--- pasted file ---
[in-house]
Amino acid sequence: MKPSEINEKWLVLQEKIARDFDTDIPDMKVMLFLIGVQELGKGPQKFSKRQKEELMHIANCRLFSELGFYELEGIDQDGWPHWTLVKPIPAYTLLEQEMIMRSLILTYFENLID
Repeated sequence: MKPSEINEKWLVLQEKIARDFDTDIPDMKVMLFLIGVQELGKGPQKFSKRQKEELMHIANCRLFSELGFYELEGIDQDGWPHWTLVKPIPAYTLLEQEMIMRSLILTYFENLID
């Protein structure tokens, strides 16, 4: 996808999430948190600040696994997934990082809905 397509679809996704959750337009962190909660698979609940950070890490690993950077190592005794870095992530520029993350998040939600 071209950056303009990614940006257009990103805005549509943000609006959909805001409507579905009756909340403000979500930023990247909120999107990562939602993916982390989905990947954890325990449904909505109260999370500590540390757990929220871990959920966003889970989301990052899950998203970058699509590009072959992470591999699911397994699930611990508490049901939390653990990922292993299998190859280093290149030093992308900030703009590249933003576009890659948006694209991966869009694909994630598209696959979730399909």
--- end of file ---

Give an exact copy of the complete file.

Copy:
[in-house]
Amino acid sequence: MKPSEINEKWLVLQEKIARDFDTDIPDMKVMLFLIGVQELGKGPQKFSKRQKEELMHIANCRLFSELGFYELEGIDQDGWPHWTLVKPIPAYTLLEQEMIMRSLILTYFENLID
Repeated sequence: MKPSEINEKWLVLQEKIARDFDTDIPDMKVMLFLIGVQELGKGPQKFSKRQKEELMHIANCRLFSELGFYELEGIDQDGWPHWTLVKPIPAYTLLEQEMIMRSLILTYFENLID
């Protein structure tokens, strides 16, 4: 996808999430948190600040696994997934990082809905 397509679809996704959750337009962190909660698979609940950070890490690993950077190592005794870095992530520029993350998040939600 071209950056303009990614940006257009990103805005549509943000609006959909805001409507579905009756909340403000979500930023990247909120999107990562939602993916982390989905990947954890325990449904909505109260999370500590540390757990929220871990959920966003889970989301990052899950998203970058699509590009072959992470591999699911397994699930611990508490049901939390653990990922292993299998190859280093290149030093992308900030703009590249933003576009890659948006694209991966869009694909994630598209696959979730399909």